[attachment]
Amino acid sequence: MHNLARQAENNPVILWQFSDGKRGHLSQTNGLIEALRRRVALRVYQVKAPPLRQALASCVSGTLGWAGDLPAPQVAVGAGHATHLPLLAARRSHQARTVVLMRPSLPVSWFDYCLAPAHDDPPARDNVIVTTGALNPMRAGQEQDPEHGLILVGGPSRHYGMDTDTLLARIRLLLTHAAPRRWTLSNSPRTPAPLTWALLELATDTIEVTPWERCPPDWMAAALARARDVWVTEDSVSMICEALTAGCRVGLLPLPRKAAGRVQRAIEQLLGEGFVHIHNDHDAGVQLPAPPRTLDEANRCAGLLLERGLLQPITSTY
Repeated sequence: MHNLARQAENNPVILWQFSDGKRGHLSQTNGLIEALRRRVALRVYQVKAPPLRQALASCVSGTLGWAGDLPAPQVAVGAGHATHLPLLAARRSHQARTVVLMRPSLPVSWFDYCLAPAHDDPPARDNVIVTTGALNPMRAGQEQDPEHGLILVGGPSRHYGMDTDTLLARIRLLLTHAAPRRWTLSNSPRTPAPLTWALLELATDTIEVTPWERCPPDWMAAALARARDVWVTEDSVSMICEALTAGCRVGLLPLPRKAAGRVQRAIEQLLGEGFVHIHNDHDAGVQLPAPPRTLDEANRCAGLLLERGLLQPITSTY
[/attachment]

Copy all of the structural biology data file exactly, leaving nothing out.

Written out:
Amino acid sequence: MHNLARQAENNPVILWQFSDGKRGHLSQTNGLIEALRRRVALRVYQVKAPPLRQALASCVSGTLGWAGDLPAPQVAVGAGHATHLPLLAARRSHQARTVVLMRPSLPVSWFDYCLAPAHDDPPARDNVIVTTGALNPMRAGQEQDPEHGLILVGGPSRHYGMDTDTLLARIRLLLTHAAPRRWTLSNSPRTPAPLTWALLELATDTIEVTPWERCPPDWMAAALARARDVWVTEDSVSMICEALTAGCRVGLLPLPRKAAGRVQRAIEQLLGEGFVHIHNDHDAGVQLPAPPRTLDEANRCAGLLLERGLLQPITSTY
Repeated sequence: MHNLARQAENNPVILWQFSDGKRGHLSQTNGLIEALRRRVALRVYQVKAPPLRQALASCVSGTLGWAGDLPAPQVAVGAGHATHLPLLAARRSHQARTVVLMRPSLPVSWFDYCLAPAHDDPPARDNVIVTTGALNPMRAGQEQDPEHGLILVGGPSRHYGMDTDTLLARIRLLLTHAAPRRWTLSNSPRTPAPLTWALLELATDTIEVTPWERCPPDWMAAALARARDVWVTEDSVSMICEALTAGCRVGLLPLPRKAAGRVQRAIEQLLGEGFVHIHNDHDAGVQLPAPPRTLDEANRCAGLLLERGLLQPITSTY